Ground Report | New Delhi: Fake news more popular; A recent study concludes that fake news on Facebook was more popular than real news during the 2020 US election. According to the Washington Post, researchers at New York University and the University of Grenoble Alps in France found that from August 2020 to January 2021, articles that spread false information received six times as many likes and shares as accurate news and were discussed.
Fake news more popular
Dr. Rebecca Trumbull, head of the Institute for Data, Democracy and Politics at George Washington University, told the Washington Post that the study “adds to the growing number of pieces of evidence that, despite various mitigation efforts, misinformation fees Easily available on the book and read.
Facebook says the study does not show the full picture. A Facebook spokesperson told The Independent: “This report looks mostly at how people read the content of the pages, which represents a very small amount of all the content on Facebook.”
He said: ‘Engagement on Facebook should not be confused with how many people actually see it on Facebook. When you look at the most accessible content on Facebook, it’s not exactly what this study suggests, such as our widely viewed content report and the Social Science One Condor dataset study.
Responding to this point on Twitter, Dr. Trumbull said that Facebook keeps secret “how many people actually see” data (called “impressions”).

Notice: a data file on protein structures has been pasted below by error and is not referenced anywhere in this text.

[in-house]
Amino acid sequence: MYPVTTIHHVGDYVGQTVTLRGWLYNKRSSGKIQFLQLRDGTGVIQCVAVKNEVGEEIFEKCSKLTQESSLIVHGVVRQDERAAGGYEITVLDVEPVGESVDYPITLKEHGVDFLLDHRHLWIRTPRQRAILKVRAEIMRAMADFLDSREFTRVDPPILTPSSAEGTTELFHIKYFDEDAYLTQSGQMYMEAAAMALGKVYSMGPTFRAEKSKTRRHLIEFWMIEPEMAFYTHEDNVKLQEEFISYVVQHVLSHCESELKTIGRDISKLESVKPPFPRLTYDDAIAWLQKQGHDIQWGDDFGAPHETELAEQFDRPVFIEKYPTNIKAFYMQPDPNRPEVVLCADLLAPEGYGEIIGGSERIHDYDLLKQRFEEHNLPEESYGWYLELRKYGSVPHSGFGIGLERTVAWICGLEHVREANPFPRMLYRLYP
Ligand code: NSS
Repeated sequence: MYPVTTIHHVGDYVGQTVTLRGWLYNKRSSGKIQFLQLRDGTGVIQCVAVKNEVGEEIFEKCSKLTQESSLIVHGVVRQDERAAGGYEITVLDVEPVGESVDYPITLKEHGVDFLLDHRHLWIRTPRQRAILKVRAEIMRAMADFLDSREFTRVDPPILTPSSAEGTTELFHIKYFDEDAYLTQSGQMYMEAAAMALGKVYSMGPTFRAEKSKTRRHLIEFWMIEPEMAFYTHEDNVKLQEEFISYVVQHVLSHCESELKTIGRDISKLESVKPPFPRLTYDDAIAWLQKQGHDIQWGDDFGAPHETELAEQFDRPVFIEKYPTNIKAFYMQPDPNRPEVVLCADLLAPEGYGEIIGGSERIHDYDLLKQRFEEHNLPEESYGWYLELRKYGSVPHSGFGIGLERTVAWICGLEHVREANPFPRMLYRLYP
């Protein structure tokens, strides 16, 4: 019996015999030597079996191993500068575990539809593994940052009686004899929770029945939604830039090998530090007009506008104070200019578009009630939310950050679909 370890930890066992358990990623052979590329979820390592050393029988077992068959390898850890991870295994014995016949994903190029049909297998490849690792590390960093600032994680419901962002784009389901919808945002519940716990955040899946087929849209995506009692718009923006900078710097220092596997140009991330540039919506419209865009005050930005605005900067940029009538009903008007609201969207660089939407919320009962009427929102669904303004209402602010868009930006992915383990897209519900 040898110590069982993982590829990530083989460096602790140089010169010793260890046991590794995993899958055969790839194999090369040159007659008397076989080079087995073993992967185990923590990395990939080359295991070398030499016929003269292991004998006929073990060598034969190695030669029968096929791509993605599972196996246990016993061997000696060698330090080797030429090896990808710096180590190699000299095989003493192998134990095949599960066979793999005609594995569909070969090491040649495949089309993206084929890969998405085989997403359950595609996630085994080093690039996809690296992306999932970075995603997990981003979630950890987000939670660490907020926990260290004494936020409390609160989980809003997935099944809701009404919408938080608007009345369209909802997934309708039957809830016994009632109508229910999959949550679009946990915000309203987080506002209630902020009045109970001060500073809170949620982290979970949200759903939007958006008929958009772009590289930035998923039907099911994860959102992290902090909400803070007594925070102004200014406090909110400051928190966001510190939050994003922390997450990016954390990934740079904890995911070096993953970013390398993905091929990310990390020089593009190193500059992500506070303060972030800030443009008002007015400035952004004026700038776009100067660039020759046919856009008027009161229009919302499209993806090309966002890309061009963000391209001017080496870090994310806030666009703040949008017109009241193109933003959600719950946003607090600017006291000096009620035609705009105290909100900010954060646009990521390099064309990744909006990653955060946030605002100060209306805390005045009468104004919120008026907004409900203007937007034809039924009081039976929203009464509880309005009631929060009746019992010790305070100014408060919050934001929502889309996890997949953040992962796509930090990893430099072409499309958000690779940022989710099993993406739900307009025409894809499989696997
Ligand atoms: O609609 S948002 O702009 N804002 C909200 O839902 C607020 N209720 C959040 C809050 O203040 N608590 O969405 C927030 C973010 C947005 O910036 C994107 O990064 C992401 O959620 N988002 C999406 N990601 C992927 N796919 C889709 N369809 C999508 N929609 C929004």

Facebook does not provide data on impressions
Like a broken record, Facebook responded that the study looks at engagement, not impressions. This gives researchers the opportunity to say once again that Facebook does not provide data on impressions.
The professor added on Twitter that it was time to shut down or ban Facebook so that it could make the data available for independent and external scrutiny.
This year, misinformation on social media has become a serious problem at a time when the United States is struggling to vaccinate all its citizens with the COVID-19 vaccine.
Posts that promote false and conspiratorial views about coronavirus vaccine shots have become very popular on Facebook and may have helped prevent some people from getting vaccinated.
An analysis of Crowd Tangle’s data in July found that nine of the top 15 performing Facebook posts about the vaccine made false or dangerous claims and were shared hundreds of thousands of times.
The same month, President Joe Biden’s frustration with misinformation erupted when he said that social media companies were “killing people.” (He later retracted his comment.)
The NYU-Alpes study found that right-wing publishers published more inaccurate information than left-wingers, but both right-wing and left-wing misinformation were well-known, and publishers on both sides refused to publish it.